So lets find out what this means, what improvements we can expect and how performance could stack up to the Intel and Nvidia competition.. The new Ryzen 4000 series CPUs are based on the Zen2 7nm architecture, so same as the desktop 3000 series chips that came out last year. Like in the past AMD, have broken the CPUs down into U and H series., U, processors are meant to be lower powered For thinner and lighter machines, while H series chips would be for larger, higher powered devices.. If we take a look at the processor, lineup weve got a couple of H series CPUs and a bunch of U series. Chips. Lets start out with the H CPUs. In the H series: theres, the Ryzen 5 4600H with 6 cores and 12 threads and the Ryzen 7 4800H with 8 cores and 16 threads. Its worth, noting that the max boost clock listed will be for single core. So definitely dont expect these speeds from multicore workloads.. There are also apparently lower powered S versions too ASUS, in particular, noted the use of the 4800HS in their new G14 gaming laptop.. From my understanding this is the same CPU as the 4800H, but with a lower 35 watt power limit, but I didnt get too many details.. I found it interesting that theyve got an 8 core 16 thread part with just a 15 watt. Power limit obviously were expecting lower clock speeds.. The 4.2GHz quoted here is the same as the 45 watt 4800H, but its just single core.

So that could be feasible. It will be interesting to see how it actually performs in multicore workloads.. I could still see it as being a benefit as more and more apps start to take advantage of more cores, even if they are lower powered compared to a higher power limit 4 or 6 core CPU for instance. AMD are claiming a big boost to multicore performance When strictly comparing performance within that 15 watt power range. To be fair, the base clock of the 4800U is a full 1.1GHz below the 4800H, which has the higher 45 watt power limit. But without testing we dont know what speeds to expect base clock should be worst case. I cant recall testing any gaming laptops that ran at base. Clock. AMD are showing it dominating one of the best 10nm Ice Lake options from Intel in Cinebench Multicore as Ice Lake. U series tops out at 4 cores 8 threads, however, even single core had a slight edge with Ryzen.. The Vega graphics on the Ryzen chip is also apparently beating. Intels new Iris, graphics – and these are the AMD provided results showing the differences in different workloads. Its important to take all of these graphs with a grain of salt as theyre always looking to make them look good. We wont know for certain until we get some of these laptops for independent review and testing.. So far, theres no word if overclocking or undervolting will be supported. That would be cool but Im not getting my hopes up.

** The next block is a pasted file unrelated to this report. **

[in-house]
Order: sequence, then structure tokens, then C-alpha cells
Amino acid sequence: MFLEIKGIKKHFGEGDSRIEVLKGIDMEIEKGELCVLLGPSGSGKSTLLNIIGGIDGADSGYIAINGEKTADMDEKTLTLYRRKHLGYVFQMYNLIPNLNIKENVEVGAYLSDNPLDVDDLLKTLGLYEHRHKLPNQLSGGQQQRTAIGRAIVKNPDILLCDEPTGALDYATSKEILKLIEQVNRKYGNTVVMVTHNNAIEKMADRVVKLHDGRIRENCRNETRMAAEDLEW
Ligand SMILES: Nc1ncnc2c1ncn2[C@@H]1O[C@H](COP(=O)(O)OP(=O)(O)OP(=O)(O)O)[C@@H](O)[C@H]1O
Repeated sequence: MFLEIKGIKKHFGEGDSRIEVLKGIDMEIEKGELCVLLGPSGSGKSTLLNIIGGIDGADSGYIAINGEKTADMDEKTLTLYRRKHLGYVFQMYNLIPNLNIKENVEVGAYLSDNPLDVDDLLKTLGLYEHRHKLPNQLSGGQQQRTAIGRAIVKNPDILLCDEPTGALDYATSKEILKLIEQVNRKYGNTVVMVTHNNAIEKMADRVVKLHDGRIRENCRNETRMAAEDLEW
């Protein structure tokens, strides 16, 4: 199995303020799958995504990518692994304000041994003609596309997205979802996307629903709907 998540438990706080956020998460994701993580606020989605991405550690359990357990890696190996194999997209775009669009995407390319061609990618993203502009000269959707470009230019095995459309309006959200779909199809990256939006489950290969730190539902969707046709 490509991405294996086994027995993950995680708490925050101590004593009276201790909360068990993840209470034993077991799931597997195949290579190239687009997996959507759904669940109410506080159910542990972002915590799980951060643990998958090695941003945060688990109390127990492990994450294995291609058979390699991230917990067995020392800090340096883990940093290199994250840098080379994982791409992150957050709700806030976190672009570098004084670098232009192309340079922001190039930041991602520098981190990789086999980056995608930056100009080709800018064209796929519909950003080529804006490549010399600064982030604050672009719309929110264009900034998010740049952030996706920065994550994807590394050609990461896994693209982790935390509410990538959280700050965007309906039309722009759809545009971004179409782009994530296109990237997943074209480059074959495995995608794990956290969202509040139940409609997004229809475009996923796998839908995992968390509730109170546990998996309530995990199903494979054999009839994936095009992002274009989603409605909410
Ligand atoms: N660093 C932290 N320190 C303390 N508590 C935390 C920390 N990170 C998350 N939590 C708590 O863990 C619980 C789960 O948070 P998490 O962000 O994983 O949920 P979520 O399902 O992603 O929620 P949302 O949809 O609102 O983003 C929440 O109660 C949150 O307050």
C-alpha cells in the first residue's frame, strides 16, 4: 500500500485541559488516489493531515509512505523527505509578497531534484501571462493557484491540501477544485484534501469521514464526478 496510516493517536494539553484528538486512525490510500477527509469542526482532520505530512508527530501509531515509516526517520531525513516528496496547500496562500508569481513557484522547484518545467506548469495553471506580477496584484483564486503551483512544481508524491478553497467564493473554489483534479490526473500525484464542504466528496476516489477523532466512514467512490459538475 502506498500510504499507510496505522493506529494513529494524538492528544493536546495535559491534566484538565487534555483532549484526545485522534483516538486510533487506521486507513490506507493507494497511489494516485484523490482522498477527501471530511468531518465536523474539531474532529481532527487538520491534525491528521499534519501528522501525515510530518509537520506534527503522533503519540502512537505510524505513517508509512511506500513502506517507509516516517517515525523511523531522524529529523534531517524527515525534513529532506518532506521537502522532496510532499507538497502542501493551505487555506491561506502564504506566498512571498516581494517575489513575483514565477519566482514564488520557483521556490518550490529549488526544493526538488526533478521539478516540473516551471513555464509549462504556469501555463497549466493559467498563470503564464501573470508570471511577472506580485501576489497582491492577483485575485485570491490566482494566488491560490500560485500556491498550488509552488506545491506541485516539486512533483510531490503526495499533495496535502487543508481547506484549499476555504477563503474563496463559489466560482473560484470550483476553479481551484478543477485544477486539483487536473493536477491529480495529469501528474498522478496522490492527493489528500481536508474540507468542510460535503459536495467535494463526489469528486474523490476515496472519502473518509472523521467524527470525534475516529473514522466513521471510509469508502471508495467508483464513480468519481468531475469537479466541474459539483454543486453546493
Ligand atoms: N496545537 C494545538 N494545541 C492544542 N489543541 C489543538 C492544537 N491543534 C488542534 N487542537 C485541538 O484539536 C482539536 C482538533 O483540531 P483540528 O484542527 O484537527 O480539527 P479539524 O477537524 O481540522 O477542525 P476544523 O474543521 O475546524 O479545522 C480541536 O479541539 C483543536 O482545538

I guess well see. Its also worth noting that the memory speed supported by the Ryzen 4000 series is DDR4 3200, which is a significant increase over the previous Ryzen platform limitation of DDR4 2400, and this should also assist with boosting performance over last gen.. Unlike the desktop Ryzen processors, the mobile ones are still using PCIe 3 rather than 4, but thats not a big deal here, but does mean no faster PCIe. 4 storage for laptops. Its great that these AMD laptops are able to offer FreeSync for a smoother tear free gaming, experience. Im, not one hundred percent sure how this works. But it must be the Vega graphics within the CPU that are wired to the display, because FreeSync is still possible in laptops with an AMD CPU but Nvidia GPU. It only seems to be Intel based laptops that arent offering this feature to use G Sync. For example, the Intel integrated graphics needs to be disabled., So when can we expect to see Ryzen 4000 laptops Well for now, AMD have just mentioned Q1, 2020. So, basically, between now and the end of March, I havent yet been contacted regarding reviewing any new laptops with any either.. I found it interesting that, despite AMDs claims of the Ryzen 4800H beating the Intel i7 9750H in gaming performance that we didnt see any 4000 series CPUs in any higher end refreshed laptops at CES.. It could just be that different companies are testing the waters with Ryzen and taking it slow.

But personally I think this is a little telling.. These guys would have had the new chips available for some time for testing to create their new products. So the lack of higher end laptops based on Ryzen 4000 mobile chips, kind of leads me to believe theyre, not quite beating Intel yet either in terms of performance power, draw or cost, but thats. Just my guess.. If that wasnt the case, then why are there only low to mid range laptops at CES with Ryzen 4000? The best one I saw would be the ASUS G14 with 2060 Max Q. I dont think there are any with 2070 or above for instance.. I guess it could be due to the possibility of new Nvidia graphics being on the way, so maybe they wanted to hold off well have to wait and see.. In addition to new CPUs AMD also announced the 5600M and 5700M graphics for laptops. However, very little information was actually provided and no laptops featuring these graphics were seen at CES this year, at least at the companies I visited. So far, Ive tested the 5500M in the MSI Alpha 15 and it fell in between the Nvidia GTX, 1650 and 1660 Ti. However, it was also running at 85 watts, while the 1660 Ti ran at 80 watts.. Based purely on this, it makes me think, despite using 7nm Navi, these AMD options will also use more power than the Nvidia competition at the higher end.

. This is important for laptops, as it means they may need better cooling and power delivery, potentially meaning we only see them in larger laptops, but these are just my own thoughts and speculation..